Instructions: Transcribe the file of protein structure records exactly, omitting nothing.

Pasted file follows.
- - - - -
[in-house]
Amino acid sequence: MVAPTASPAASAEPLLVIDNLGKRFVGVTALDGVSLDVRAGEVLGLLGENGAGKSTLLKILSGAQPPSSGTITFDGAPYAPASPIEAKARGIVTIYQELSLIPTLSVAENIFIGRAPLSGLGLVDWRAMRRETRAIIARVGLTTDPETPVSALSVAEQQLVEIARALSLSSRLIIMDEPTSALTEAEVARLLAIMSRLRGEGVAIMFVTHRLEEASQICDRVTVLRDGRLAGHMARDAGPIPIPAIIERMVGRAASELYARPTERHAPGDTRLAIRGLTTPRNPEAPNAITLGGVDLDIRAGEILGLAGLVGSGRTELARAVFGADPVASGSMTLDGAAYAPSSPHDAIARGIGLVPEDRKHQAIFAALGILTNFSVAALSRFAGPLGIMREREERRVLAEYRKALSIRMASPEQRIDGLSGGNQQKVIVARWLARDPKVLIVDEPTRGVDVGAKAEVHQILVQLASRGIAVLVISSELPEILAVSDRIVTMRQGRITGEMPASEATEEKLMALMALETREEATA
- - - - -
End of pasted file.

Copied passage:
[in-house]
Amino acid sequence: MVAPTASPAASAEPLLVIDNLGKRFVGVTALDGVSLDVRAGEVLGLLGENGAGKSTLLKILSGAQPPSSGTITFDGAPYAPASPIEAKARGIVTIYQELSLIPTLSVAENIFIGRAPLSGLGLVDWRAMRRETRAIIARVGLTTDPETPVSALSVAEQQLVEIARALSLSSRLIIMDEPTSALTEAEVARLLAIMSRLRGEGVAIMFVTHRLEEASQICDRVTVLRDGRLAGHMARDAGPIPIPAIIERMVGRAASELYARPTERHAPGDTRLAIRGLTTPRNPEAPNAITLGGVDLDIRAGEILGLAGLVGSGRTELARAVFGADPVASGSMTLDGAAYAPSSPHDAIARGIGLVPEDRKHQAIFAALGILTNFSVAALSRFAGPLGIMREREERRVLAEYRKALSIRMASPEQRIDGLSGGNQQKVIVARWLARDPKVLIVDEPTRGVDVGAKAEVHQILVQLASRGIAVLVISSELPEILAVSDRIVTMRQGRITGEMPASEATEEKLMALMALETREEATA